FI363 Financial Institutions & Markets

for F2B 2005

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Course Title:  Financial Institutions and Markets

Instructor:  Cynthia Williams

Term Dates: 10 Oct  – 4 Dec

Meeting Time:  5:00 – 7:30 PM MW

Resident Center:  Ft. Bliss

Syllabus Money and Banking



A study of the macrofinancial environment with emphasis on the structure, functions, and economic role of financial institutions and markets. This includes the role of commercial banks, the central banking system and international finance. Pre-requisite:  EC 301



Upon successful completion of this course, the student will be able to:

Discuss the money supply response to changes in key variables including the reserve ratio, the non-borrowed monetary base, the discount rate, the currency ratio, expected deposit outflows, and market interest rates.

Compare the Classical and Neoclassical (Monetarist) views of money demand with the Keynesian view, focusing on the role of interest rates and the debate surrounding the velocity of money.

Identify the tools, goals, and targets of monetary policy.

Discuss the transmissions mechanisms of monetary policy.

Discuss how asymmetric information, adverse selection, and moral hazard relate to banking regulation in the U.S. and abroad.



Lecture and discussion of text material. Occasional handouts will be provided for the student’s edification.  



Attendance is required. Textbook chapters must be read prior to class. Performance will be evaluated with a mid-term and a final exam, each comprised of multiple choice and short answer questions, and graded accordingly:  A = 90 - 100, B = 80 - 89, C = 70 - 79,

D = 60 - 69, and F = 50 - 59.  Three homework sets, worth 100 points each, have a weight of 20 percent for the final grade. The mid-term exam is worth 100 points and has a weight of 30 percent, and the final exam is worth 100 points and has a weight of 50 percent. For example:

Homework Set #1   72                   Weight          Score x Weight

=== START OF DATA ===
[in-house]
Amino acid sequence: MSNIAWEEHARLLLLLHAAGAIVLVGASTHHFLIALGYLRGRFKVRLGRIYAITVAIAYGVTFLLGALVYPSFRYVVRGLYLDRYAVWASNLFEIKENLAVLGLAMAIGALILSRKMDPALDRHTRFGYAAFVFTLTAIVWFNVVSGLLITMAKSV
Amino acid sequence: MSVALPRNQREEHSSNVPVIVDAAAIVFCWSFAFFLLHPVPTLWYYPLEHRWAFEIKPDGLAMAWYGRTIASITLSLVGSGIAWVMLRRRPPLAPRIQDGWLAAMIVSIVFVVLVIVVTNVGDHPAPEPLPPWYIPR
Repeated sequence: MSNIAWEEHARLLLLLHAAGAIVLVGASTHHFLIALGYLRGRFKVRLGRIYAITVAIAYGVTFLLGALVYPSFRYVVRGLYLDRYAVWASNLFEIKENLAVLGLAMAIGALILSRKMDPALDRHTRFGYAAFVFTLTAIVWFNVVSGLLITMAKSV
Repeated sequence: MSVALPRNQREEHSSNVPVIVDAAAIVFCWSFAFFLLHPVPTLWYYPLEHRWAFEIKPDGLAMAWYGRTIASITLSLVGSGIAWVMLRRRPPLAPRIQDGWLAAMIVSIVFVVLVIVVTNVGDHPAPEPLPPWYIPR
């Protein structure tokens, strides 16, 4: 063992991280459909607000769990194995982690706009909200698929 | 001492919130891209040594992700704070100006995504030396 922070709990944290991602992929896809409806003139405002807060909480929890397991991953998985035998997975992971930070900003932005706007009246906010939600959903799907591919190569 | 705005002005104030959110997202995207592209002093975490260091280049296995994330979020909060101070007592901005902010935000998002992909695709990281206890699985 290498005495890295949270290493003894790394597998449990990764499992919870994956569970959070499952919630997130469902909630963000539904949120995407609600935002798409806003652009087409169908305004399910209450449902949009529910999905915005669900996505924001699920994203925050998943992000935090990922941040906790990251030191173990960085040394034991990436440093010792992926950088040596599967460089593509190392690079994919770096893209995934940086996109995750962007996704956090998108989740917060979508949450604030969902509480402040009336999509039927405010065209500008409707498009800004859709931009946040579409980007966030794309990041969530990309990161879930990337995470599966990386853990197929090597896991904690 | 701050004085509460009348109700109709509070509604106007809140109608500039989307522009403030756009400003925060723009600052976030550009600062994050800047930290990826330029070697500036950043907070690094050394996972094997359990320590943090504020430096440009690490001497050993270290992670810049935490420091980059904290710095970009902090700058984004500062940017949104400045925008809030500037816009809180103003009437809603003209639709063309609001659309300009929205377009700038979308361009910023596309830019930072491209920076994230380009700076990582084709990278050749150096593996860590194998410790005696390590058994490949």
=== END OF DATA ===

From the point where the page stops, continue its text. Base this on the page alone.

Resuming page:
Homework Set #2   80

Homework Set #3   95

                               247  = 82.3            20                        1646


Mid-Term                          85               30            2550

Final                                   83               50            4150

                                                             100           8346/100 = 83.5


It is expected that the student will stay abreast of current economic and financial news by reading local and national news publications, such as the Wall Street Journal.



The Economics of Money, Banking, and Financial Markets, Mishkin, Frederic S., Boston: Addison Wesley, 7th Edition, 2004.



Oct    10    Why Study Money, Banking, and Financial Markets?

          12    An Overview of the Financial System/What Is Money?

          17    Understanding Interest Rates/The Behavior of Interest Rates

          19    The Risk and Term Structure of Interest Rates

          24    The Stock Market, the Theory of Rational Expectations, and the Efficient 

        Market Hypothesis/Banking and the Management of Financial Institutions/     

        Review Mid-Term Exam

          26    Mid-Term, Chapters 1–7, 9 Homework Sets #1, 2

          31    Banking Industry:  Structure and Competition/Structure of Central Banks and   

                  the Federal Reserve System

Nov    2    Multiple Deposit Creation and the Money Supply Process/Determinants of        

                 the Money Supply

            7    Tools of Monetary Policy/Conduct of Monetary Policy:  Goals and Targets

            9    The Demand for Money

          14    The Keynesian Framework and the ISLM Model

          16    Monetary and Fiscal Policy in the ISLM Model

21    Aggregate Demand and Supply Analysis

          23    Transmission Mechanisms of Monetary Policy: The Evidence/

   Review Final Exam

          28    Final Exam, Chapters 10, 14 – 18, 22-26 Homework Set #3

          30    Money and Inflation/Rational Expectations: Implications for Policy



Academic honesty is required, hence, the university will not tolerate cheating or plagiarism on tests, examinations, or other course assignments.  Students who engage in such dishonesty may be given failing grades or expelled from the university.

Attendance is required.  Classes missed for legitimate reasons (e.g., illness, death in family, work assignments, temporary duty) are excusable; however, a student who is absent from a class is responsible for all material covered during the class period.  Two consecutive weeks of unexcused absences are defined as excessive and result in an administrative withdrawal and a grade of "F" (attendance) for the course.  An "I" may not be assigned to students with excessive absences.  Students are required to read the current Park University Bulletin for the school's policies, procedures and standards.

Please note, the instructor loves economics and is accessible for any assistance you may require.  E-mail address:, and (H) 585-7659.  Voicemail 564-5803 Mail Box 600. Good Luck!


Faculty Biographical Information Sheet

Faculty Name:  Cynthia Williams

Education:  M.S. Economics The University of Texas at El Paso 1994

                     B.B.A. Economics/Finance The University of Texas at El Paso 1987

Current Occupation:  Economics Instructor

Park Faculty Member Since:  August 2001

Contact Phone Number: 564-5803

Park University Voicemail Box  #:  600

Email Address: